Supplying the UK's largest AD plant with a year round supply of quality feedstock

What is Anaerobic Digestion?

Anaerobic Digestion (AD) is a natural process whereby organic material, is broken down by micro-organisms in the absence of air. The origins of AD can be traced back hundreds of years but recent advances in technology have seen a rapid increase in the number of commercial AD plants, not only in Europe, but the UK.  AD plants can utilise a range of feedstocks including: food waste, manures and energy crops. By far the most efficient feedstock in terms of energy conversion is energy crops. Put simply energy produced is a direct result of energy put in. 

Working in partnership with the UK's largest crop fed AD plant we supply a year round supply of high quality feedstock, allowing the plant to run more productively and efficiently. 

Organic Material

The AD process can utilise a range of feedstocks in order to produce energy. By far the most efficient in terms of energy conversion is that of energy crops, put simply resulting energy is a direct result of energy put in. Demand for energy crops has lead to the development of varieties with high levels of ME (metabolisable energy), which in turn forms a direct correlation with energy released. 

Crops used in AD include: maize, rye, grass silage, wholecrop wheat & barley and sugar beet. To give an indication as to the significance of maize one hectare of maize will typically produce 55,000 kWh, or enough to run the average four bedroom family home for 2,155 days. A mix of crops used is integral to the success of an AD plant, with slow fermenting crops such as rye balancing fast fermenting crops like sugar beet. 


Once crops have been harvested they must be ensiled immediately to preserve their quality and maximise their gas yield potential. Storage of harvested crops can be done in two ways. Firstly crops can be "clamped" in purpose built facilities whereby the harvested crop is compacted until until no air exists within it. Storage of crops must be anaerobic, without the presence of oxygen therefore preserving the crop. 

The second from of storage involves utilising an "Ag-Bag" machine whereby harvested crop compacted into a 12ft diameter sealed tunnel, therefore allowing crops to be stored in locations where there is not a clamp. Provided crops are stored correctly it is possible for crops to remain in storage for a long period of time until they are required. 

Anaerobic Digestion

The process of anaerobic digestion itself can be described as the breakdown of organic material by micro organisms in the absence of oxygen. AD produces three main products: biogas, heat and digestate. Biogas is mainly formed of methane, carbon dioxide, nitrogen, ammonia and hydrogen. Gas yield and quality is determined by both the quality and quantity as well as combination of feedstock used. For example grass silage produces a cleaner source of methane than other feedstocks, however gas yields are not comparable to those of crops such as beet and maize.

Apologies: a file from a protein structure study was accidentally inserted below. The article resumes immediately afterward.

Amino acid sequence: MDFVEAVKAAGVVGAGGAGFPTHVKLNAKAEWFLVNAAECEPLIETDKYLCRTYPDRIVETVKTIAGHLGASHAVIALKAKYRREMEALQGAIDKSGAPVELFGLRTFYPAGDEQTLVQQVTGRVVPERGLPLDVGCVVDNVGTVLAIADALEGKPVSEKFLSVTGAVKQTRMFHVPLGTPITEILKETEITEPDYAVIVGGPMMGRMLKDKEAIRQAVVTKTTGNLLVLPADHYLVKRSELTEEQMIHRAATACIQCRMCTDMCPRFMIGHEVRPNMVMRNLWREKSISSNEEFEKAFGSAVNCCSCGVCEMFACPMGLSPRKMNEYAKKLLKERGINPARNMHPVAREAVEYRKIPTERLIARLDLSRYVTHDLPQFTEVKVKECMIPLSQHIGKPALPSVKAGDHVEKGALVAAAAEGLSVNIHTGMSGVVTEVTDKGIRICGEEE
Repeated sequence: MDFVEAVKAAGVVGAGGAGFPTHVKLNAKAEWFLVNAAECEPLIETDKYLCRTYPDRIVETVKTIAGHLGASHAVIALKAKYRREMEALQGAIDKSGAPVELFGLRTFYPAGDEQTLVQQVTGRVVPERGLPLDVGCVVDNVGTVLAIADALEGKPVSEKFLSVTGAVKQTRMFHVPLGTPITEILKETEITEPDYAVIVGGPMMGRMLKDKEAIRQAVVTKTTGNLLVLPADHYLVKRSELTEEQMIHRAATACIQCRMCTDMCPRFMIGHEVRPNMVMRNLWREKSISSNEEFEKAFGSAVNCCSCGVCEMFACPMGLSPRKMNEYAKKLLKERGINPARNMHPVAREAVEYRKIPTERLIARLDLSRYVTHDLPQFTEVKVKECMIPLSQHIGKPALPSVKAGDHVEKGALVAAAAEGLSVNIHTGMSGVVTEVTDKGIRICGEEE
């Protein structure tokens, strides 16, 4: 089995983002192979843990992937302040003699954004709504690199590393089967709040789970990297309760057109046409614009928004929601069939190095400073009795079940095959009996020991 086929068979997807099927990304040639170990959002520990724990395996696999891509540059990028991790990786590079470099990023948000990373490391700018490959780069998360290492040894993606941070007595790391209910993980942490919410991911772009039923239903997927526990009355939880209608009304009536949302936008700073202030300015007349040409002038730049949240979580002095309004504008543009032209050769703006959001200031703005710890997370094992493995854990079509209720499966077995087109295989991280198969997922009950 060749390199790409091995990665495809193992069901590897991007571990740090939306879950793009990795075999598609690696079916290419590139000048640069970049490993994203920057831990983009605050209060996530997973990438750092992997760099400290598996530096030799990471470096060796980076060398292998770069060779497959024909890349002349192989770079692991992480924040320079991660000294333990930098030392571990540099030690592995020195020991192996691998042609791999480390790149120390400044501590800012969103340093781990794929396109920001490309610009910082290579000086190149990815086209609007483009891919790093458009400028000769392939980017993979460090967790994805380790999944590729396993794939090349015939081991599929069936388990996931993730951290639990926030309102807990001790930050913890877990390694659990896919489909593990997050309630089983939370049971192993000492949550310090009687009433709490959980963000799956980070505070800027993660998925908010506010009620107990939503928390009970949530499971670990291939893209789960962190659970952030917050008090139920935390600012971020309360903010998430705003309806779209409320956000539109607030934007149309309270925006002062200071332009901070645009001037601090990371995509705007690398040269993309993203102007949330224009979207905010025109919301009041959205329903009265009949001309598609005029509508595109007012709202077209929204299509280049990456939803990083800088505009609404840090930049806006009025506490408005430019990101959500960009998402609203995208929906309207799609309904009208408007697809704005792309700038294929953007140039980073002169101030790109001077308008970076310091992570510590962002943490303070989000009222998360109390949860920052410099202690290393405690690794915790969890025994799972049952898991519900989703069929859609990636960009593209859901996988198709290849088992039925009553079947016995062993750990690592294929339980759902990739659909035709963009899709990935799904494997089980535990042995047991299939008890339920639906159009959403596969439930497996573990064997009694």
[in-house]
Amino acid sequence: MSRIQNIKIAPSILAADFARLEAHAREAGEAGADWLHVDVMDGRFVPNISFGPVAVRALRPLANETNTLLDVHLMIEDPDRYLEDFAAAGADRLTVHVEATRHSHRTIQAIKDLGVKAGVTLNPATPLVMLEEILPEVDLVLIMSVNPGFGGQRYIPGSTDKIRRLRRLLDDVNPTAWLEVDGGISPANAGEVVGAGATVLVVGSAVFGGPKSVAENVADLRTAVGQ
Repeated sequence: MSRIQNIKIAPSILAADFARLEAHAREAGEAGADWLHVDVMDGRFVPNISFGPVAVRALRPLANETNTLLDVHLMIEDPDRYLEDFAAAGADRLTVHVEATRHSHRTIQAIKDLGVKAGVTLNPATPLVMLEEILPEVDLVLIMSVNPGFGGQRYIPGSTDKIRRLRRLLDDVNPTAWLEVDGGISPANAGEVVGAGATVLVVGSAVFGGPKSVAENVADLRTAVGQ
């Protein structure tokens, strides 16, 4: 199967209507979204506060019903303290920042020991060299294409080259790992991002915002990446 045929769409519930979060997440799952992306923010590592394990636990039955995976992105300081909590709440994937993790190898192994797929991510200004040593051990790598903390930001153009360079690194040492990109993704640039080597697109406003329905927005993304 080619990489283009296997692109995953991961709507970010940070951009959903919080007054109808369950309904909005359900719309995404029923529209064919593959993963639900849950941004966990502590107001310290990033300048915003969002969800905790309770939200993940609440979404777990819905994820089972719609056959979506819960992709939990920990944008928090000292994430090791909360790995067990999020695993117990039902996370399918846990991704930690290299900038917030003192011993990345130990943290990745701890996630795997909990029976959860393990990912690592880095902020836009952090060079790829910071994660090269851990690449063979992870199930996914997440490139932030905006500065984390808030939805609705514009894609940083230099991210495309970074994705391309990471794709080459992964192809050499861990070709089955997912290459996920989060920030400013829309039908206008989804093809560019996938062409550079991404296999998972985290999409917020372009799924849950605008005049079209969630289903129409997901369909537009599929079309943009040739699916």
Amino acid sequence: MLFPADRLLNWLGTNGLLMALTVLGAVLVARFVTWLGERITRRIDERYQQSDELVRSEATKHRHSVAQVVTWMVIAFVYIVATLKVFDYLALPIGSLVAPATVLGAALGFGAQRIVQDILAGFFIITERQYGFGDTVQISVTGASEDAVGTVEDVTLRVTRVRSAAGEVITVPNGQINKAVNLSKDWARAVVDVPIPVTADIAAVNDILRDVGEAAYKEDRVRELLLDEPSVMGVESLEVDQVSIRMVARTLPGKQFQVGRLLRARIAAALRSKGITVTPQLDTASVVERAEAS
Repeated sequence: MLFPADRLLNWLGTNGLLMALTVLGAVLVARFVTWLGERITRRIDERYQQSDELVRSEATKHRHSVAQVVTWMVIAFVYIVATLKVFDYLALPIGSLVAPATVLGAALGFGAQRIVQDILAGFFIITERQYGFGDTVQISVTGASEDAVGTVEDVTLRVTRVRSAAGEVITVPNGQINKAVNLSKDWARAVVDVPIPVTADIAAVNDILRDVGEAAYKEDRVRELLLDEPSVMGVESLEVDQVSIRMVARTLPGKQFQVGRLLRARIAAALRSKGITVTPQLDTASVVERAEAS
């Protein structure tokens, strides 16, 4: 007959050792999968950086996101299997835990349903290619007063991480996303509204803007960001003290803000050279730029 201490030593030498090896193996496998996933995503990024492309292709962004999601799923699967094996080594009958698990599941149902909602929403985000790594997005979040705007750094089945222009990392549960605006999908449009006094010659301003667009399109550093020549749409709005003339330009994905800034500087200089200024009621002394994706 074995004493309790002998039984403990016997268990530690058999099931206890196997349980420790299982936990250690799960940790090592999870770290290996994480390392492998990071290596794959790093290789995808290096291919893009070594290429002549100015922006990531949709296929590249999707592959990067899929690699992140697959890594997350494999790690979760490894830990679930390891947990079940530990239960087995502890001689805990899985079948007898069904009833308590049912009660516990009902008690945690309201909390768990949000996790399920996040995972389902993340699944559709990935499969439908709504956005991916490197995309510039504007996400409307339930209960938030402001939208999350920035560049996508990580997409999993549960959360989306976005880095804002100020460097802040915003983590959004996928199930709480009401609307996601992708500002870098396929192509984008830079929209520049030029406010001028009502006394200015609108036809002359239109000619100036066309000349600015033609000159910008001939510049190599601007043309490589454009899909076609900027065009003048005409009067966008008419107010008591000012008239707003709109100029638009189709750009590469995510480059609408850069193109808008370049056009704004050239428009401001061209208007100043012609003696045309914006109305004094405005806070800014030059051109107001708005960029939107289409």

Using a continous flow of feedstock the digester is fed 24/7, this accounts for approximately 200 tons per day. Prior to entering the digester feedstock is mixed in the hydroliser enabling quicker gas release and allowing for greater automation as feedstock can be pumped in an out of the digester. 



Holding & Storage

It is possible for biogas to replace natural gas in most applications, however first it must go through a series of processes to make it suitable for use. The first stage is scrubbing whereby CO2, hydrogen sulphide and trace gases are removed. The removal of these elements and gases allow biogas to be used in usual applications such as heating and cooking. The second stage of processes is dehumidification, in its raw form biogas contains around 3-7% water vapour. In order to remove sufficient levels of water vapour from the biogas it is chilled to 5oc in order to remove enough water vapour. The third stage entails compressing the gas making it suitable for storage in a number of vessels including: cylinders and tanks as well as use in vehicles and directly pumped into the grid. 

Digestate is held in a lagoon where it is constantly agitated to improve homogenisation. Digestate can be used immediately or stored, storing in the short term does not adversely affect the composition or effectiveness of digestate. 

End Products

There are three end products of the AD process, these are: biogas, heat and digestate. Once processed biogas has propane added and is pumped directly into the gas grid. This enables biogas to be used for any purpose such as heating or gas for cooking. Due to the effects of millions of bacteria a large amount of heat is produced during the AD process. A proportion of this heat is retained and used to maintain a constant temperature within the digester itself. By maintaining a constant heat gas yields and quality is more predictable than leaving it to natural causes. 

The third product of the process is called digestate, digestate refers to the remnants of the digestion process usually in a liquid form. Digestate can be used as an effective fertiliser as it encompasses a wide range of nutrients and trace elements. Studies have shown that digestate applications can reduce artificial fertiliser applications by up to 75%. Digestate can be applied in many ways from surface applications through to injecting digestate, allowing increased nutrient uptake by crops. 

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